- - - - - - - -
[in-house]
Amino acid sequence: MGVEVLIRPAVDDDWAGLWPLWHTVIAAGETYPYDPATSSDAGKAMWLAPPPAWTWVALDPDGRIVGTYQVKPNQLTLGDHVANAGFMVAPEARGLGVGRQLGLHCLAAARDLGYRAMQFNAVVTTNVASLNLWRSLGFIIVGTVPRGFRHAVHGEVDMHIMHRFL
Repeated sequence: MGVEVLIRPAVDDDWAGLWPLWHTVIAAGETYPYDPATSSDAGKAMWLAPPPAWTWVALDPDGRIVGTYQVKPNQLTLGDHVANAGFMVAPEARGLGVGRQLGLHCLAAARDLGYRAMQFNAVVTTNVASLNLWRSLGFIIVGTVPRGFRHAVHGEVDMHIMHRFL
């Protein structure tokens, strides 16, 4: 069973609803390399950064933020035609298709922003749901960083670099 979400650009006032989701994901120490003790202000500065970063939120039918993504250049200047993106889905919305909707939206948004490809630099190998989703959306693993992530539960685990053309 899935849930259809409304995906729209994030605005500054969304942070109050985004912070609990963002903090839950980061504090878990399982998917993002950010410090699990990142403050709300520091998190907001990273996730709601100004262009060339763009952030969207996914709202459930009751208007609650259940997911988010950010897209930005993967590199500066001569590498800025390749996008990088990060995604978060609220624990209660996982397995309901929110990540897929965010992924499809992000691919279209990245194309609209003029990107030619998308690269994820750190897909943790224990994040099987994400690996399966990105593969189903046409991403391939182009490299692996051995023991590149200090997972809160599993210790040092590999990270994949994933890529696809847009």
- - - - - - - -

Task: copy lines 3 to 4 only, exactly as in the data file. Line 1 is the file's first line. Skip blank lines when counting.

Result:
Repeated sequence: MGVEVLIRPAVDDDWAGLWPLWHTVIAAGETYPYDPATSSDAGKAMWLAPPPAWTWVALDPDGRIVGTYQVKPNQLTLGDHVANAGFMVAPEARGLGVGRQLGLHCLAAARDLGYRAMQFNAVVTTNVASLNLWRSLGFIIVGTVPRGFRHAVHGEVDMHIMHRFL
């Protein structure tokens, strides 16, 4: 069973609803390399950064933020035609298709922003749901960083670099 979400650009006032989701994901120490003790202000500065970063939120039918993504250049200047993106889905919305909707939206948004490809630099190998989703959306693993992530539960685990053309 899935849930259809409304995906729209994030605005500054969304942070109050985004912070609990963002903090839950980061504090878990399982998917993002950010410090699990990142403050709300520091998190907001990273996730709601100004262009060339763009952030969207996914709202459930009751208007609650259940997911988010950010897209930005993967590199500066001569590498800025390749996008990088990060995604978060609220624990209660996982397995309901929110990540897929965010992924499809992000691919279209990245194309609209003029990107030619998308690269994820750190897909943790224990994040099987994400690996399966990105593969189903046409991403391939182009490299692996051995023991590149200090997972809160599993210790040092590999990270994949994933890529696809847009």